EMME'I'IE F. IZARD. EARL J. KOHN.

Referenced by
Citing PatentFiling datePublication dateApplicantTitle
US2427126 *Nov 4, 1942Sep 9, 1947Bonard ClaudeProduction of textiles and other articles having a basis of a polyvinyl compound
US2451420 *Mar 19, 1947Oct 12, 1948Du PontArtificial yarns and process of producing the same
US2467196 *Jul 26, 1946Apr 12, 1949Du PontManufacture of artificial fibers
US2467553 *May 8, 1947Apr 19, 1949Du PontWet-spinning acrylonitrile polymers
US2474617 *Jan 3, 1947Jun 28, 1949Du PontManufacture of artificial fibers
US2610359 *Apr 22, 1950Sep 16, 1952Du PontProcess for producing polyvinyl alcohol filaments of improved properties
US2610360 *Apr 22, 1950Sep 16, 1952Du PontWater-resistant polyvinyl alcohol filament and process for producing same
US2612079 *May 12, 1948Sep 30, 1952American Optical CorpProcess of making light polarizers
US2639970 *Apr 8, 1950May 26, 1953Omni Products CorpTreatment of polyvinyl alcohol fibers by dielectric heating
US2680884 *Mar 14, 1952Jun 15, 1954Novacel SocContractile article and process of making same
US2681265 *Nov 27, 1948Jun 15, 1954American Viscose CorpSpinning artificial filaments
US2716049 *Nov 1, 1951Aug 23, 1955Du PontWater-soluble yarn
US2892382 *Jul 2, 1956Jun 30, 1959Polaroid CorpLight-polarizing process and product
US2892383 *Jul 2, 1956Jun 30, 1959Polaroid CorpLight-polarizing process and product
US2909502 *May 26, 1955Oct 20, 1959Kurashiki Rayon CoMethod of producing vinyl alcohol polymer fibers and products thereof
US2993787 *Aug 14, 1956Jul 25, 1961Rca CorpElectrostatic printing
US3039981 *Dec 27, 1955Jun 19, 1962Owens Corning Fiberglass CorpAqueous binder composition of phenolformaldehyde condensate, aluminum sulfate and mineral oil, and glass fiber coated therewith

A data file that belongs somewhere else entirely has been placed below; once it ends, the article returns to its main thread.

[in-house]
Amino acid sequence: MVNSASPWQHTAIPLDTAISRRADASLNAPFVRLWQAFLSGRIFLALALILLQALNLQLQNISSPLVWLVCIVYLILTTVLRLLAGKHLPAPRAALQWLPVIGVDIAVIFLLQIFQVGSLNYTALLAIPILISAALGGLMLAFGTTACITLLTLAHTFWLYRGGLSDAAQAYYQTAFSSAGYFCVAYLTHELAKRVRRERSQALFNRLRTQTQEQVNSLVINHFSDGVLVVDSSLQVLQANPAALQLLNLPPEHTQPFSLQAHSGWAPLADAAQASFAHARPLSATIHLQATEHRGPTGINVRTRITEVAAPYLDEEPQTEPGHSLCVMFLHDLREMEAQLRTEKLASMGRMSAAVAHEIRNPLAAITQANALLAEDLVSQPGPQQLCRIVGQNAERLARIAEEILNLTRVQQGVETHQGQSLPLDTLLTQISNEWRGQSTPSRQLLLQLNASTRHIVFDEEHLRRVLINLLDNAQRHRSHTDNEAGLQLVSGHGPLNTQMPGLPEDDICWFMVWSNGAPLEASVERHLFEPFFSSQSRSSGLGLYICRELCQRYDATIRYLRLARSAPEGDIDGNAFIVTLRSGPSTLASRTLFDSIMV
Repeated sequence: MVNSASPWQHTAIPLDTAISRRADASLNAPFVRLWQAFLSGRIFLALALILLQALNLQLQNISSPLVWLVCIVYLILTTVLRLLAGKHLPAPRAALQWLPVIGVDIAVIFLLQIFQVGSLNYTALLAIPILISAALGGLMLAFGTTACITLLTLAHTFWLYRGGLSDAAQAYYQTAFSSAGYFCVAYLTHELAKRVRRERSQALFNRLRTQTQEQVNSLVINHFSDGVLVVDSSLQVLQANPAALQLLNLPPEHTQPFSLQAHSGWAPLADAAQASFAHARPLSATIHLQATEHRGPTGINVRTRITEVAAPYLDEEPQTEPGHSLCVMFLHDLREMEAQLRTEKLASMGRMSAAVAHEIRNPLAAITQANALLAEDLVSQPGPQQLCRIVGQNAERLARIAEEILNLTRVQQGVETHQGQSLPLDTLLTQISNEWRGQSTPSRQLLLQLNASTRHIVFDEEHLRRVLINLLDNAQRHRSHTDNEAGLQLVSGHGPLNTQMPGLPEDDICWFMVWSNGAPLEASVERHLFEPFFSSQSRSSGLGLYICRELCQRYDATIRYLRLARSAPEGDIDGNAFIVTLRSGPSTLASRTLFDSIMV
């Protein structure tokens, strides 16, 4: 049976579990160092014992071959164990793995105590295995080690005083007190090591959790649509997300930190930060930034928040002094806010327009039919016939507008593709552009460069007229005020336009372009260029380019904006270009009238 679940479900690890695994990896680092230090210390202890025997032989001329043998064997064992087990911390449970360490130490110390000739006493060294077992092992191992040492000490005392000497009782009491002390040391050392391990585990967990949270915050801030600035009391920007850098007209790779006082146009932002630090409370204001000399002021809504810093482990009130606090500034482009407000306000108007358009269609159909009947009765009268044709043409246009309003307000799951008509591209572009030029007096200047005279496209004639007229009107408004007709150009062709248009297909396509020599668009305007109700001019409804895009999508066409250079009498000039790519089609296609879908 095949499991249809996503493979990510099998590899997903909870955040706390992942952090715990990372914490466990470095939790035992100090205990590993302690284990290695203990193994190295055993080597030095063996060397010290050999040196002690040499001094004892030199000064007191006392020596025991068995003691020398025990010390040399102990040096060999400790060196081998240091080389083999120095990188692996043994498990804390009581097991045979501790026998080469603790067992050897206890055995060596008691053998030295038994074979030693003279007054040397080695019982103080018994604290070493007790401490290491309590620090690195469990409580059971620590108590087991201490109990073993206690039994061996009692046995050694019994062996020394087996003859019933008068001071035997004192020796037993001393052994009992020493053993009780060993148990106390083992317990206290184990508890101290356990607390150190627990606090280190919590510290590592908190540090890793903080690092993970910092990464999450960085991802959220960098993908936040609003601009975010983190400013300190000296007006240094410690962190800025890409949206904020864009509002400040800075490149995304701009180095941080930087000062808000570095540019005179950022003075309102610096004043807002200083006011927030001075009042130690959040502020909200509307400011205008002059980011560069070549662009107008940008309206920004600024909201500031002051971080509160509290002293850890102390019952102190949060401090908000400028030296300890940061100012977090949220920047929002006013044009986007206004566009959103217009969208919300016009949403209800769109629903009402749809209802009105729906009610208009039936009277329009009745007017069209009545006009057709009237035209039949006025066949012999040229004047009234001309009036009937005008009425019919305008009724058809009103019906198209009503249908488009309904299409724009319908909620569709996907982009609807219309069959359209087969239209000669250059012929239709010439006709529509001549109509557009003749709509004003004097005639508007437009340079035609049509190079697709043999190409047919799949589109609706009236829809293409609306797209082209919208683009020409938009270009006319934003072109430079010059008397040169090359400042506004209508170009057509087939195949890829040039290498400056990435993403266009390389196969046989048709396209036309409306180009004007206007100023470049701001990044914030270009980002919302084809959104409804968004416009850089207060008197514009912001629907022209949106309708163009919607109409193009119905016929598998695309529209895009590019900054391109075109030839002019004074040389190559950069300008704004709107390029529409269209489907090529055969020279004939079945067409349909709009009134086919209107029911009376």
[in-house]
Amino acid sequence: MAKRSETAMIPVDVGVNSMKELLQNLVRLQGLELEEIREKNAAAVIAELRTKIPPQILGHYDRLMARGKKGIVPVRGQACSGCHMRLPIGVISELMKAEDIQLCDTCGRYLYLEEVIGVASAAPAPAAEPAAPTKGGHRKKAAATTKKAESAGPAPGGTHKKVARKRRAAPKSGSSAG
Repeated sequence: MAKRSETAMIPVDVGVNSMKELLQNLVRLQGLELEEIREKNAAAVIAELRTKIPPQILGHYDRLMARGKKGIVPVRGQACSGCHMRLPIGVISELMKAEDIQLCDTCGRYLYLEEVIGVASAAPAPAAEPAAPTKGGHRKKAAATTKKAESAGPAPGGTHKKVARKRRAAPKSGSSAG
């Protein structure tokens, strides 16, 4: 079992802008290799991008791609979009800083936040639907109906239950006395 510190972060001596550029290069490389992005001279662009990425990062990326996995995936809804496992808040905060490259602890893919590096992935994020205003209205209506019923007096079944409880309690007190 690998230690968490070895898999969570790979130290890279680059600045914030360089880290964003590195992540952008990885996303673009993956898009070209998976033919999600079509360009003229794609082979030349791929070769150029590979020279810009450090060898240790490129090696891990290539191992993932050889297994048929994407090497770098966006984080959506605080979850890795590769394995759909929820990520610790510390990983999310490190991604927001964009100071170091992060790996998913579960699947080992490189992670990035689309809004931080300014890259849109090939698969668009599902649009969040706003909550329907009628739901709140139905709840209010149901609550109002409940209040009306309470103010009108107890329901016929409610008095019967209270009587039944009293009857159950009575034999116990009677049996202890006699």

US3167604 *Dec 21, 1959Jan 26, 1965Kanegafuchi Spinning Co LtdProcess for the production of fibrous products consisting of polyvinyl alcohol or its derivatives
US3200178 *Dec 7, 1961Aug 10, 1965Kurashiki Rayon CoPolyvinyl alcohol spinning solutions and fibers produced therefrom
US3234160 *Jul 15, 1960Feb 8, 1966Air ReductionProcess for making polyvinyl alcohol fibers having improved properties
US4078129 *Dec 19, 1975Mar 7, 1978Shikibo LimitedProcess for separating polyvinyl alcohol from its solution
US4082678 *Nov 10, 1976Apr 4, 1978The Procter & Gamble CompanyFabric conditioning articles and process
DE748317C *Aug 17, 1941Dec 19, 1944Wacker Chemie GmbhVerfahren zur Herstellung in Wasser zerfallender Faeden, Filme, Baender, Schlaeuche u. dgl. aus unvollstaendig verseiften Polyvinylalkoholen
DE1173640B *May 21, 1959Jul 9, 1964Membranfiltergesellschaft G MVerfahren zur Herstellung von Membranfiltern
DE2557443A1 *Dec 19, 1975Jul 1, 1976Shikibo LtdVerfahren zur abtrennung von polyvinylalkohol aus loesungen und dafuer geeignete vorrichtung
Classifications
U.S. Classification264/185, 8/DIG.100, 260/DIG.220, 528/487
International ClassificationC08K3/00
Cooperative ClassificationY10S8/10, Y10S260/22, C08K3/0016
European ClassificationC08K3/00P2